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Cases of girls’ defilement worrying parents

By By LAWRENCE ALURU | May 21st 2014 | 2 min read


Every passing day, there is at least a report on defilement, a sex crime against children that is thriving on widespread poverty in Siaya County.

Many parents are now reluctant to send their children to school without a reliable escort.

Other than poverty, the trend is exacerbated by retrogressive cultural myths and ignorance.

Many of the culprits are people living with HIV/Aids who believe having sex with underage girls or virgins can heal them.

Ukwala Girls Deputy Head Teacher Diana Clare Akinyi says many parents relate the act to myths and misconception about HIV/Aids.

“Those who engage in such acts are mainly HIV-positive and believe by defiling the minors, they will be cured,” she says.

In most parts of Nyanza, culture inhibits discussion of sexual violence in cases where family members have been accused of such acts.


This further complicates the situation many young girls find themselves in after attacks by rapists.

Siaya County Director of Children Services Humphrey Wandeo attributes the growing problem to many factors, including poverty.

Mr Wandeo says the high number of families headed by children does not make it any easier to counter the abusive attacks.

But the children’s officer notes that thanks to sensitisation campaigns by the Government, many of such cases are now being reported to the police.

He says that in Kenya, survivors often suffer in silence and face significant stigma for their attack.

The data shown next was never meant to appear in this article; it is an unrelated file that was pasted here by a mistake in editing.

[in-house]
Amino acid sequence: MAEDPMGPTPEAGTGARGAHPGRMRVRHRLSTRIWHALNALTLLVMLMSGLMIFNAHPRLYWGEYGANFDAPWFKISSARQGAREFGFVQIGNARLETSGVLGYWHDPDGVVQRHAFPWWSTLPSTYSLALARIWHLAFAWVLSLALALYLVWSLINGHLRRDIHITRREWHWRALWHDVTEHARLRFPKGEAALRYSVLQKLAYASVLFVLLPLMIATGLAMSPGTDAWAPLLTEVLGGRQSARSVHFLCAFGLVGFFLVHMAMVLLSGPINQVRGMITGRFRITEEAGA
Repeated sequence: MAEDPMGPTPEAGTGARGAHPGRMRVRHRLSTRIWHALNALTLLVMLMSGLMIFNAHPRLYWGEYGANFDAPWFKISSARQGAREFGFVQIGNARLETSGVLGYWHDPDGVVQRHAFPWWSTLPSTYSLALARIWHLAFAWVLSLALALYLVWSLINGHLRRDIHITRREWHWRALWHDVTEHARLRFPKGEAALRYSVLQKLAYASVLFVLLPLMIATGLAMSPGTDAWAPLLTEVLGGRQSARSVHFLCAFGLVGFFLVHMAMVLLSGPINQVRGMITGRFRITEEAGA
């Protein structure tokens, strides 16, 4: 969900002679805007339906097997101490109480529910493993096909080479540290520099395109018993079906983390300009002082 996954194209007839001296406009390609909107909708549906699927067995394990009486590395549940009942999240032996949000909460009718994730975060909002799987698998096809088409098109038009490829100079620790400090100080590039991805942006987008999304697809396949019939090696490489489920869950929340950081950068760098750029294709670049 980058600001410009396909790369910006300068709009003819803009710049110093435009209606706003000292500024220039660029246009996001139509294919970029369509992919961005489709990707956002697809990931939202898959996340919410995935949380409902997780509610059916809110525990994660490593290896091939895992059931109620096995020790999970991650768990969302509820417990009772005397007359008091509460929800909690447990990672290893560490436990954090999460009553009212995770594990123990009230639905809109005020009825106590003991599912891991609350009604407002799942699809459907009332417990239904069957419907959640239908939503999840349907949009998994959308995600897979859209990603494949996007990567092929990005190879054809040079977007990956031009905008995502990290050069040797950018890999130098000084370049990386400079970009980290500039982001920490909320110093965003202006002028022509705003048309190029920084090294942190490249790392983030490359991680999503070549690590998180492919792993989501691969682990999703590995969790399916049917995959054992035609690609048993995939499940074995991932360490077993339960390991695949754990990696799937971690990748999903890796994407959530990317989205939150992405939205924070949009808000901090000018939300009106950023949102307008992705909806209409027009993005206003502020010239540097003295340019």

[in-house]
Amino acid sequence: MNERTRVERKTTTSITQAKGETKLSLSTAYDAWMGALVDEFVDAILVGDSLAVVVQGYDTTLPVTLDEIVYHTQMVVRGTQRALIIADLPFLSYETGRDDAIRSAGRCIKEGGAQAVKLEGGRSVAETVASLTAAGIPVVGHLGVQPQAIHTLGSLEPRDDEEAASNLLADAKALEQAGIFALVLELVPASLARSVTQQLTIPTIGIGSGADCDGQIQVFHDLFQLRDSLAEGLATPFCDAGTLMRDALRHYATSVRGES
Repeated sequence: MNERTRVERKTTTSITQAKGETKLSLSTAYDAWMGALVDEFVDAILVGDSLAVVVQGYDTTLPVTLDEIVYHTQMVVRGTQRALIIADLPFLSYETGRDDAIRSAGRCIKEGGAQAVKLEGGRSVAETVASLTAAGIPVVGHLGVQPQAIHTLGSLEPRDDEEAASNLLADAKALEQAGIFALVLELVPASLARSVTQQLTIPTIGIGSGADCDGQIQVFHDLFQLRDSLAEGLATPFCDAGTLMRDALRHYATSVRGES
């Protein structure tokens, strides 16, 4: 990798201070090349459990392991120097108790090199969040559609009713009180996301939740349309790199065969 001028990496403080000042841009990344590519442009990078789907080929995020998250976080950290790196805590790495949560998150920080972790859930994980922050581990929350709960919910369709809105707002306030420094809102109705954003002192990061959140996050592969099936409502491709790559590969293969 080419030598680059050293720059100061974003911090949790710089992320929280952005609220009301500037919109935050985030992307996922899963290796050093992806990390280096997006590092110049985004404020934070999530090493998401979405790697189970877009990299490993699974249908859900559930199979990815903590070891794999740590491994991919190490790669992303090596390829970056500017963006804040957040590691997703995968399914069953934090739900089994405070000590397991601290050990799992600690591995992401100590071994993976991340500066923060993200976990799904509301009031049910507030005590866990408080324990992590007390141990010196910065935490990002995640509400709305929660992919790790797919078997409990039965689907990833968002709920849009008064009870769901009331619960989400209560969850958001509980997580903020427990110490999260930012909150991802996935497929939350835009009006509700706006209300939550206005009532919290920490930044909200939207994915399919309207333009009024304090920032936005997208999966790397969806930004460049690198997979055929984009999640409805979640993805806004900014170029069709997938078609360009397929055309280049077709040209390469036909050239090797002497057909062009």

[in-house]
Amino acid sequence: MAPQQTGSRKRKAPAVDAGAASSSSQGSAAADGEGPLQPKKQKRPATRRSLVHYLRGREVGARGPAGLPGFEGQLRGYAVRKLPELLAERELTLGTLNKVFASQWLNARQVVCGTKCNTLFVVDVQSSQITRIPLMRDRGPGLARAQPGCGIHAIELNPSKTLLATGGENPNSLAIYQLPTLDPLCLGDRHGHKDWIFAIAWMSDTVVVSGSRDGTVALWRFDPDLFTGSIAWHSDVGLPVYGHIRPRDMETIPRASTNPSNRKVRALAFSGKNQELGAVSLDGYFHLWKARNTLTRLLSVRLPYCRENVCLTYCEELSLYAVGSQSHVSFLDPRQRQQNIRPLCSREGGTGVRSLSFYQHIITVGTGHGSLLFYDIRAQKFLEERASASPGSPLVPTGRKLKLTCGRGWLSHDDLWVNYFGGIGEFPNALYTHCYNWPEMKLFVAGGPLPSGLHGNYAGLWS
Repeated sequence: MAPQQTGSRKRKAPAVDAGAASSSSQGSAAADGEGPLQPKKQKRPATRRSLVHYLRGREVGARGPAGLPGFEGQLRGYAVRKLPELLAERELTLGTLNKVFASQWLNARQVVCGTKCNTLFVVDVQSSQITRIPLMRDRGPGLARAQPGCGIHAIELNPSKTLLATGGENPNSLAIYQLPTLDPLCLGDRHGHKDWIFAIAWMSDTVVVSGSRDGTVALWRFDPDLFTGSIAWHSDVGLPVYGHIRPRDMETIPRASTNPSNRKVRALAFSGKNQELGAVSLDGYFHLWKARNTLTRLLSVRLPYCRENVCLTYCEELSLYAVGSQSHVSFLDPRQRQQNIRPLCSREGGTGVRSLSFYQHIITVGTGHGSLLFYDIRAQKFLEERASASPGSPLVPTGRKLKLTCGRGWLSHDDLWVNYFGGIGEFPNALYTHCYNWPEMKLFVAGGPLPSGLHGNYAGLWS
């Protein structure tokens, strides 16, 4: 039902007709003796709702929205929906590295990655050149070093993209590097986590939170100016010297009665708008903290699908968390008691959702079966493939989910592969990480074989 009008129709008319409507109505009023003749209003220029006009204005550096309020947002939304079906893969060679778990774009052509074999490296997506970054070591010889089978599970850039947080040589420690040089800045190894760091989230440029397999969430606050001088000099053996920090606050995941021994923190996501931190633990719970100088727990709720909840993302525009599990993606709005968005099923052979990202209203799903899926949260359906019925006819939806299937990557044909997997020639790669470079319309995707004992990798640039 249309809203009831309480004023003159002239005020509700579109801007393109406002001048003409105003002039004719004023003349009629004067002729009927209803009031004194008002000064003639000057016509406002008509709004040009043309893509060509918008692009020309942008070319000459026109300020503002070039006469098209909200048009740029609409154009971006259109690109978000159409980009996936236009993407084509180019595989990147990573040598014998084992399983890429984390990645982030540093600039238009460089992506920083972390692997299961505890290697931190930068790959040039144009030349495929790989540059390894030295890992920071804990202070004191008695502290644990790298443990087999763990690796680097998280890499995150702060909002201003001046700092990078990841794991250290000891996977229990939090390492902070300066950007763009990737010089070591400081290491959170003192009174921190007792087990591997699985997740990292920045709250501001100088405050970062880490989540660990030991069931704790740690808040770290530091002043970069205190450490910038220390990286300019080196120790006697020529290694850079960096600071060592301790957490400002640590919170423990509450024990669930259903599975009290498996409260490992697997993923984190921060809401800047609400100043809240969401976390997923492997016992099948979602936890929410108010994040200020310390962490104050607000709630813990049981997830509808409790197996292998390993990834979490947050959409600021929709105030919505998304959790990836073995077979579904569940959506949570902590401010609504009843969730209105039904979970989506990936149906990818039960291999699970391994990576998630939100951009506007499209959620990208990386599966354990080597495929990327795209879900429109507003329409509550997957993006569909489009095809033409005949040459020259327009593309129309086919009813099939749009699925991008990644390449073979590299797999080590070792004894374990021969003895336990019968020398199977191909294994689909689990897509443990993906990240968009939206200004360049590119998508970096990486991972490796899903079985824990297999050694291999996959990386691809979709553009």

“Even though the Government is trying its best to curb the menace, survivor support in the form of medical, psychosocial and legal aid, as well as protection is lacking,” he says.

The children officer  noted that despite comprehensive policies on how to handle sexual violence cases, lack of political will in dealing effectively with defilement cases remains an obstacle.


Many such cases go unreported and even those that reach the courts tend to collapse owing to the economic conditions of the families. Others fail because, fathers, who are the sole breadwinners of many families are either the culprits or are compromised by the culprits.

They consequently withhold support to their wives who might be the main witnesses, ensuring the cases either fail to get to the courts when they are expected.

One case was dropped in a Siaya court as a result of financial instability.

“I was determined to see this case through but my problem was transport costs for me and my daughter to attend hearings,” a mother whose daughter was abused, said.

Gem Deputy Commissioner Kahindi Kazungu says out-of-court agreements are the major hindrances to the fight against rape and defilement cases in Nyanza region.

Mr Kahindi says defilement cases could be curbed only if the families of the victims would allow cases that are in court to be concluded.

“The only way to reduce the rising cases of defilement in Nyanza is by the families allowing the cases to reach their conclusion,” he said.

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